48-year-old Stuart Mitchell has been making knives for most of his life, learning from his father as a child and using many of the same tools his parents used in the workshop they acquired in 1980. In recent years, however, Mitchell began to explore alternative methods of crafting knives, which led him to additive manufacturing and a project he took on in partnership with the University of Sheffield’s Advanced Manufacturing Research Centre (AMRC).
“We were curious whether we could 3D print a viable chef’s knife using a titanium alloy,” said Andy Bell, Design Strategy Manager for the AMRC’s Design and Prototyping Group. “This is design led disruption in the truest sense of the word; a craft maker applying advanced manufacturing technologies and exploring how this could change their business model now and in the future.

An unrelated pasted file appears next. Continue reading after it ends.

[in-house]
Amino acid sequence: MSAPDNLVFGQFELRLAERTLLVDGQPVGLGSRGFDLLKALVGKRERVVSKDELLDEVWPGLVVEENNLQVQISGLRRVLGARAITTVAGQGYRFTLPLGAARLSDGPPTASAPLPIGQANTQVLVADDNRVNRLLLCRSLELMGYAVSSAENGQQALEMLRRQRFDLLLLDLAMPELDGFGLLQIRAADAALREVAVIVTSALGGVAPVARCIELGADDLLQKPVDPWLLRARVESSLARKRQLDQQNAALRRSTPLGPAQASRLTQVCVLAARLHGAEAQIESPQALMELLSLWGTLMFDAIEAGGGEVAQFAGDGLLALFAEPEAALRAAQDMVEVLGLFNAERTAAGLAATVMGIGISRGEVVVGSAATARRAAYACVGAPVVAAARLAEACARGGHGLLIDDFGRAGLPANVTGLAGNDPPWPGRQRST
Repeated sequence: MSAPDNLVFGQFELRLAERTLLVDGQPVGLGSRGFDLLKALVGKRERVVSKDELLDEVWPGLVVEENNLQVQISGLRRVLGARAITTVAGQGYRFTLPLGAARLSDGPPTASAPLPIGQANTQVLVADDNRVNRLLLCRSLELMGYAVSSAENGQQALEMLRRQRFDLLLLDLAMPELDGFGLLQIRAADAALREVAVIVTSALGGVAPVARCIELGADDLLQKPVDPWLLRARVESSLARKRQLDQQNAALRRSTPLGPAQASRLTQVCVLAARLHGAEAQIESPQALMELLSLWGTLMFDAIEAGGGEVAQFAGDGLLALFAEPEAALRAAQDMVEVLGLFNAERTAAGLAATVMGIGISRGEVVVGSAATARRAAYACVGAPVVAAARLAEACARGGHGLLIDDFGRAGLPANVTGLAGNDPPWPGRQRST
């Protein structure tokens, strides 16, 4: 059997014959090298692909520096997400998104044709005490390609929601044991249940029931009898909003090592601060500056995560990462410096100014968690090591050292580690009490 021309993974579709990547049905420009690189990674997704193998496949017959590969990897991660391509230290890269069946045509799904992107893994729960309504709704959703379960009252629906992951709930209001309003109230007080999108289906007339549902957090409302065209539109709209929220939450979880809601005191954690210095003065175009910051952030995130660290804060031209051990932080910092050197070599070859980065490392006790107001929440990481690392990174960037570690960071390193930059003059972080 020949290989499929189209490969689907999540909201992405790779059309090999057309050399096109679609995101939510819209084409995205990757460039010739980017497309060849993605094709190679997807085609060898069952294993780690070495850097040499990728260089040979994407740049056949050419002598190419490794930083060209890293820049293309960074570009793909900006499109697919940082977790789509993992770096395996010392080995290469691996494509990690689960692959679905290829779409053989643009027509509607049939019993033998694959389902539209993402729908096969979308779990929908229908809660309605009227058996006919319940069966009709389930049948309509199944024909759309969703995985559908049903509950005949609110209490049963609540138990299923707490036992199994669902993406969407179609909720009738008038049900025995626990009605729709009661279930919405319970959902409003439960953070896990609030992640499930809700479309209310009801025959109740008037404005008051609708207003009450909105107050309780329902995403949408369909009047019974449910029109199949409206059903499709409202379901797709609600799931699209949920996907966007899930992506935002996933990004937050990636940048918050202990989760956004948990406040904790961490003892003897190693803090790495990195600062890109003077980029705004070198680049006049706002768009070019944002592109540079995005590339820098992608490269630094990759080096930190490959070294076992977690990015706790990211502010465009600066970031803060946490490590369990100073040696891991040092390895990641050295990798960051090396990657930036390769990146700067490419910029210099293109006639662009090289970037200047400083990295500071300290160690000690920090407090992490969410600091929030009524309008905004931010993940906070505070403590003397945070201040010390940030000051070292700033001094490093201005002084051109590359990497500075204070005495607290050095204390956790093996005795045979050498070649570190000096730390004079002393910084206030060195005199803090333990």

“Design methods allow us to explore, through different frames, how we can approach a wicked problem like the introduction of additive manufacturing to an organisation who would never normally approach this technology due to the high perceived risk, cost and knowledge gap. We can use design to change perceptions by understanding the way in which small businesses work, their needs and wants, and then developing a response to this in a risk-free way.
“The project has been about understanding what the opportunity is. We provided Stuart with an AM blank which he would normally make himself from sheet metal, grind it and sharpen it up. The difference with what we’ve done is integrating the blade and the handle, which was moulded and customised to a chef’s hand. We then delivered the printed knives to Stuart for finishing.”
Engineers in the Design and Prototyping Group used several additive manufacturing build simulation packages to analyze the distortion of the knife using a standard support strategy. After analyzing all of the results, the engineers decided that a non-conventional support strategy could be applied to reduce distortion of the blade. They then used Simulation Utility for Netfabb to create the non-standard support structure that provided physical contact to the knife as well as non-contact thermal shrouding.